Remembering ‘Click’

Tom Magliozzi
Tom Magliozzi

As I write this, the country is mourning the death of Tom Magliozzi, NPR radio star and possessor of the most infectious cackle since Stan Laurel. Tom and his brother Ray Magliozzi kept audiences laughing and automotively informed as “Click and Clack, the Tappet Brothers,” the hosts of the long-running Peabody Award-winning radio show Car Talk.

What has this to do with animation?

Well, about the only times Tom and Ray ventured away from their Massachusetts broadcast booth was for animation, contributing guest voices on television’s Sabrina, the Teenage Witch and Arthur, and in the Pixar feature Cars.

In 2008 they got a series of their own: Click and Clack’s As the Wrench Turns. It was PBS’s first primetime animated series and an attempt to translate the brothers’ breezy, freewheeling banter into a comedy format where even wilder situations could occur.

Back in 2008, I spoke with Toon Town’s renaissance man, Tom Sito, who was the series’ director, about translating their verbal appeal to animation. “The problem is, how do you transfer a radio program to a visual medium,” he said, adding:

“A couple years ago (the Magliozzis) had a deal with Disney and made a live-action show called Under the Hood, with George Wendt. (It aired briefly as The George Wendt Show.) It was like Home Improvement, but they weren’t happy because they thought it didn’t capture the spirit of their show and what they do. So the big thing we tried to point out when we were putting this series together was that we were not going to change what works for Click and Clack. The decision was made to make it more about the two of them as characters, their lives in the radio station and the things these two characters do. The way we saw it, it was like the way Seinfeld was conceived around Jerry Seinfeld, but after a little while, the side characters, Kramer and George, became more important, and Seinfeld became more like a spectator in his own show. We wanted to create a stable of secondary characters that could be around them that they could play off of.”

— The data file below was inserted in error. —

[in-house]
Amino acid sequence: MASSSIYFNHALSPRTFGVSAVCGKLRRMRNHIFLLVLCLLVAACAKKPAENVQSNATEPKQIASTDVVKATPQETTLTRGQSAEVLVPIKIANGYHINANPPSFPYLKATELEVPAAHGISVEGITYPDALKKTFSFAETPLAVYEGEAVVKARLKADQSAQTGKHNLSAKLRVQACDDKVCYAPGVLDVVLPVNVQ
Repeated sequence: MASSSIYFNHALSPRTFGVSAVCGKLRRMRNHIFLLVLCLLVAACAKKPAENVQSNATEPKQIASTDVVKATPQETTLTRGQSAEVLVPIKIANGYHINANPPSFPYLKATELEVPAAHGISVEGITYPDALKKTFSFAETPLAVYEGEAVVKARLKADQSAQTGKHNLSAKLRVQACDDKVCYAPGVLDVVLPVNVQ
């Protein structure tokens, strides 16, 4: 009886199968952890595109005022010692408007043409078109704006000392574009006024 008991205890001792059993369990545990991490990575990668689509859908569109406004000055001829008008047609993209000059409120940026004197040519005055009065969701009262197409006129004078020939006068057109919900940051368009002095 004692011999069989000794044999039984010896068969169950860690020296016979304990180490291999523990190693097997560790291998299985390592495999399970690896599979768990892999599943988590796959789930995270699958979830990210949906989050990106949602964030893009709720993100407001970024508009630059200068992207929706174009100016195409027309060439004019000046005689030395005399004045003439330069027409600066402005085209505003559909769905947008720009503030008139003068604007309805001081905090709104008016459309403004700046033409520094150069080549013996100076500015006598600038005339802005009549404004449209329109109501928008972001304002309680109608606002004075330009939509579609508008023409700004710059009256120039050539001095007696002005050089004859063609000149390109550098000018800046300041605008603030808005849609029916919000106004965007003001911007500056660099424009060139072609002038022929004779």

But what was it like actually directing the brothers? “A lot of the stuff they do is natural,” Tom told me, adding:

“The fun thing is that for brothers with an eight- or nine-year age difference, they do crack each other up a lot. Tom and Ray really do make each other laugh, and they laugh a lot. The hard part was to say, ‘Okay, in this scene, your best friend ran out into the street and got hit by a car … don’t laugh!’ When we get notes (on the episodes) from them, they say, ‘Put more yaks in!’”

Despite focusing on an adult audience and featuring a plethora of guest NPR voices — even Al Gore was in negotiations to play himself for one show! — fans of Car Talk seemed to prefer the audio-only version of the brothers. Click and Clack’s As the Wrench Turns lasted only ten episodes … which was still four more than The George Wendt Show!

Rest well, Tom Magliozzi, and thanks for all the yaks.

Click and Clack's As the Wrench Turns

Click and Clack’s As the Wrench Turns